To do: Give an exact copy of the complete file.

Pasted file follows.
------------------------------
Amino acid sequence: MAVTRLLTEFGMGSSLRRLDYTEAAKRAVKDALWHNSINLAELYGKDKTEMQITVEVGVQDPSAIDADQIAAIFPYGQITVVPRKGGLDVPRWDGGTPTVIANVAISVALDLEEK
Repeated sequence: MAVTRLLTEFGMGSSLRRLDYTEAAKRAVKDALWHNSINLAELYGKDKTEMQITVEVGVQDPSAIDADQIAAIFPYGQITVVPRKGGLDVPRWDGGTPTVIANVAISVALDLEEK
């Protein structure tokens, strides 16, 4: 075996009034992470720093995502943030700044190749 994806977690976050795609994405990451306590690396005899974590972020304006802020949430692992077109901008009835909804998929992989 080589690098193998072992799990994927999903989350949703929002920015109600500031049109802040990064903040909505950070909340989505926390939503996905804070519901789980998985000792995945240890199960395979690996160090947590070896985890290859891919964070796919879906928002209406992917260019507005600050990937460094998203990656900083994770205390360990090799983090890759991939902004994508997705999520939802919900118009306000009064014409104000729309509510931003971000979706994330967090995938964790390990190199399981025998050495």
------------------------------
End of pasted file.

Amino acid sequence: MAVTRLLTEFGMGSSLRRLDYTEAAKRAVKDALWHNSINLAELYGKDKTEMQITVEVGVQDPSAIDADQIAAIFPYGQITVVPRKGGLDVPRWDGGTPTVIANVAISVALDLEEK
Repeated sequence: MAVTRLLTEFGMGSSLRRLDYTEAAKRAVKDALWHNSINLAELYGKDKTEMQITVEVGVQDPSAIDADQIAAIFPYGQITVVPRKGGLDVPRWDGGTPTVIANVAISVALDLEEK
């Protein structure tokens, strides 16, 4: 075996009034992470720093995502943030700044190749 994806977690976050795609994405990451306590690396005899974590972020304006802020949430692992077109901008009835909804998929992989 080589690098193998072992799990994927999903989350949703929002920015109600500031049109802040990064903040909505950070909340989505926390939503996905804070519901789980998985000792995945240890199960395979690996160090947590070896985890290859891919964070796919879906928002209406992917260019507005600050990937460094998203990656900083994770205390360990090799983090890759991939902004994508997705999520939802919900118009306000009064014409104000729309509510931003971000979706994330967090995938964790390990190199399981025998050495």